As affirmative action goes back to the US Supreme Court, the widespread belief is that diversity is a good thing. But is it?
It's 25 years since the US Supreme Court decided - by the narrowest five-four majority - that the medical school at the University of California, Davis did not violate the rights of a white applicant if it took African-Americans whose test scores were lower than his. Last week, the Supreme Court revisited the battlefield. Three students are suing the University of Michigan: two are suing the law school and one the undergraduate college. All claim "their" slots at the university were filled by students admitted only because they benefited from racial preferences.
One of the 1978 minority, Justice William Rehnquist, is now chief justice; most of the others have retired. What hasn't changed is that the court splits four-four between liberals and conservatives, and that an astonishing number of cases are decided by which way one of two women on the court - Justice Sandra Day O'Connor - decides to jump. Last Tuesday, lawyers for the plaintiffs and the university spent the afternoon desperately wooing a 70-year-old lady. The solicitor-general was also there because the administration is against racially based affirmative action.
Connoisseurs of the absurd noted that George W. Bush has benefited from affirmative action all his life, from his admission to Yale University to being cut in on the Texas deals that made him a millionaire. His chief security adviser, Condoleeza Rice, says that she is the product of affirmative action, but nonetheless backs the administration's hostility to it. Colin Powell is more interestingly in favour: generals say that without it there would be no viable US Army. In Vietnam, a heavily non-white army came close to mutiny against its all-white officers.
UK observers of the American scene will draw many morals about the pros and cons of affirmative action. The vice-chancellor of the University of Bristol will no doubt be grateful that all he has had to do is write the occasional article defending the probity of his admissions officers, rather than spending money on expensive legal advice. But it all raises another topic less likely to strike the English eye - the cult of diversity.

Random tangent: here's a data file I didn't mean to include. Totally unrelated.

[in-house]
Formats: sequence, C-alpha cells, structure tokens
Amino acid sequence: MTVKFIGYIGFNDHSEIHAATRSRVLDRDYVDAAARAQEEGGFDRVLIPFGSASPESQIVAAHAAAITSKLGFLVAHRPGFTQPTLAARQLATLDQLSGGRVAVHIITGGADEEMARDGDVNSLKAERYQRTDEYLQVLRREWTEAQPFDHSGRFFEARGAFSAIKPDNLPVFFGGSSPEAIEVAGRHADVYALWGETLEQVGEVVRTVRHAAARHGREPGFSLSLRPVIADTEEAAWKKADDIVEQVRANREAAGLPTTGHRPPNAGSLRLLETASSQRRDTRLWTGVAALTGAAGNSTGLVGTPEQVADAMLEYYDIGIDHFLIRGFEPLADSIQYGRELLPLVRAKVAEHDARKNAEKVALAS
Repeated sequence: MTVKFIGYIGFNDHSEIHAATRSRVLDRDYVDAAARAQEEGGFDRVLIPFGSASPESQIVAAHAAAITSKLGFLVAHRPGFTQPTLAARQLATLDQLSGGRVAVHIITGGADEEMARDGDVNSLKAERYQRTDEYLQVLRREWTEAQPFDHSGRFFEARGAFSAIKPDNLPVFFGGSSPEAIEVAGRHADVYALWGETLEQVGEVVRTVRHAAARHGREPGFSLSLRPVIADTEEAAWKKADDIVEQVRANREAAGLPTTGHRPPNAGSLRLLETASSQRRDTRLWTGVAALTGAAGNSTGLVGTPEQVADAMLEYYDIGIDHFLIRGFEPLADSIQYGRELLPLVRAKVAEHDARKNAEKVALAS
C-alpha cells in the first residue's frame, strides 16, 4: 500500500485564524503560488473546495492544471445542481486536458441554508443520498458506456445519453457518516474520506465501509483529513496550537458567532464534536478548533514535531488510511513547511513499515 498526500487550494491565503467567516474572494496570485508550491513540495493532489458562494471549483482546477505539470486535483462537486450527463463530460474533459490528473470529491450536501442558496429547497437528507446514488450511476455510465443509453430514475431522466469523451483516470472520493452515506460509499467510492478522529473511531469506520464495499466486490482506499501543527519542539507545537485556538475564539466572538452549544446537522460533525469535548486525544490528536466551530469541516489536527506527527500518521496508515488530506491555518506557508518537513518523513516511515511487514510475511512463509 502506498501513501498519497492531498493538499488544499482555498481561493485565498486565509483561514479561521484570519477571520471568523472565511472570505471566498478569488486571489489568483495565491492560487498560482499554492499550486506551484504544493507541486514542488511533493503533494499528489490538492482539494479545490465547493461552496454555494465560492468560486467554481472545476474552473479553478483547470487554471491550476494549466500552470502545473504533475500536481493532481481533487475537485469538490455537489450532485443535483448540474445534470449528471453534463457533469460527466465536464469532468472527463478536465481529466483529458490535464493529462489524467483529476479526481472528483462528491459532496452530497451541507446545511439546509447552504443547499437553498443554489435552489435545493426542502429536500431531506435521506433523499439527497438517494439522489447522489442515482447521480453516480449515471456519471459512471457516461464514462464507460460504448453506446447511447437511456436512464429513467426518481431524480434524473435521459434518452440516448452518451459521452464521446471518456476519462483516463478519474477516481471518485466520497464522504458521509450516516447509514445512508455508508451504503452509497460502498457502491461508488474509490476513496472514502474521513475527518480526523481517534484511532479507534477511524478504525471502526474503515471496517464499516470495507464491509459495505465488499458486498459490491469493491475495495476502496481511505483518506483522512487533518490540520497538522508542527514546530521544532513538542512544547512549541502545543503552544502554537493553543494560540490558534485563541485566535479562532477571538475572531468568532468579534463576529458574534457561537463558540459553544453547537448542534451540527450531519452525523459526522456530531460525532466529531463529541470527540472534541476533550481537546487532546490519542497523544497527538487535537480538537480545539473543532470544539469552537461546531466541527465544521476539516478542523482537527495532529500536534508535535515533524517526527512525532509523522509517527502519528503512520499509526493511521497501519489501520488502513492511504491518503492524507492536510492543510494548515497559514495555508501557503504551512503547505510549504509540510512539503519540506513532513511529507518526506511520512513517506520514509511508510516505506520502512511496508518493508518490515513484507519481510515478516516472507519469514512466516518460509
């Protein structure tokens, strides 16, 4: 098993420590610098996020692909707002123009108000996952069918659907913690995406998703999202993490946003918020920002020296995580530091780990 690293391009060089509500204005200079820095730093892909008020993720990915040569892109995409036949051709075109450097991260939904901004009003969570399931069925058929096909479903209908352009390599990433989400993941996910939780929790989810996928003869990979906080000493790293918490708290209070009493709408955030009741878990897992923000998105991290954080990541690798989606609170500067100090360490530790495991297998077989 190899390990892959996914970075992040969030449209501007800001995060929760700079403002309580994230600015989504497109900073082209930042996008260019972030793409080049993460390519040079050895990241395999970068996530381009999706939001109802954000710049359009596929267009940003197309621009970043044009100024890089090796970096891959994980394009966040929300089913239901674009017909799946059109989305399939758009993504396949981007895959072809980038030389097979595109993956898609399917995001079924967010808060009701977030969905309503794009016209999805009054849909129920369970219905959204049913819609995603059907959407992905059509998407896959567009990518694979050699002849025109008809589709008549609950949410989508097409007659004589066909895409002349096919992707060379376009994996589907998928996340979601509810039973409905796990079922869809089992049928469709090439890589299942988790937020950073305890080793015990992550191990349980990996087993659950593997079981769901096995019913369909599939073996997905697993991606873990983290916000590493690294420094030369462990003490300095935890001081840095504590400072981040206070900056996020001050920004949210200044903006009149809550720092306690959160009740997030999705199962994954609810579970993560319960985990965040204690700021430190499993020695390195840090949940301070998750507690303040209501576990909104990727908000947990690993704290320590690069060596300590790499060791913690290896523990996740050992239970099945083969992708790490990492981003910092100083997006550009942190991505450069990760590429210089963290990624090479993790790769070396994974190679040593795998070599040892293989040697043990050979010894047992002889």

It is an item of faith in the briefs filed on behalf of Michigan that diversity is a good thing in a university. Often, of course, diversity just means affirmative action by another name. Court rules out quotas but allows us to aim for diversity, so we have affirmative action but call it diversity. No to quotas, yes to targets. But there is a widespread belief that, leaving affirmative action to one side, being educated as one of a diverse student body is good for you; it makes for a "better education", however loosely that is defined.
There are two interesting points about all that. The first is that "diversity" has embarrassing origins. It seems to have begun as a way of keeping clever Jewish students out of Ivy League colleges without an explicit numerus clausus. Suppose you are filling a freshman class in the 1930s; the brightest applicants come from New York, Connecticut and New Jersey. A large number are Jewish. Well, we need a football team, and that rules out some; and we ought to have some students from South Dakota, Tennessee, Arizona and California, and that will rule out more, and by the time we've let in alumni and faculty children, we shan't have too many Jews at all. The second world war mostly put a stop to upper-class anti-Semitism, but diversity didn't mean ethnic or racial diversity.
As the court observed in 1978: "Fifteen or 20 years ago, diversity meant students from California, New York and Massachusetts; city dwellers and farm boys; violinists, painters and football players; biologists, historians and classicists; potential stockbrokers, academics and politiciansI but very few ethnic or racial minorities attended Harvard College." When Harvard wanted to practise affirmative action, it called it "diversity," and the Supreme Court agreed that was fine.
The second interesting point, however, is that diversity doesn't seem to do anything for education. A recent survey found that students thought their education had not improved since their college became "more diverse" - that is, had more African-American and Hispanic students. The survey was conducted by opponents of affirmative action, and the news is not surprising; nor is the finding that students thought better of their education at better colleges. The response to the survey has been interesting, however. Critics have been saying that no matter what students feel about it, an education in diversity is just better. That's what liberals tend to think, but it'd be nice to have a few arguments in support of something other than a tautology. Meanwhile, Justice O'Connor seems to be leaning towards letting Michigan's admissions system through the constitutional sieve; we shall know in a few months.
Alan Ryan is a fellow at the Center for Advanced Study in the Behavioral Sciences, Stanford University.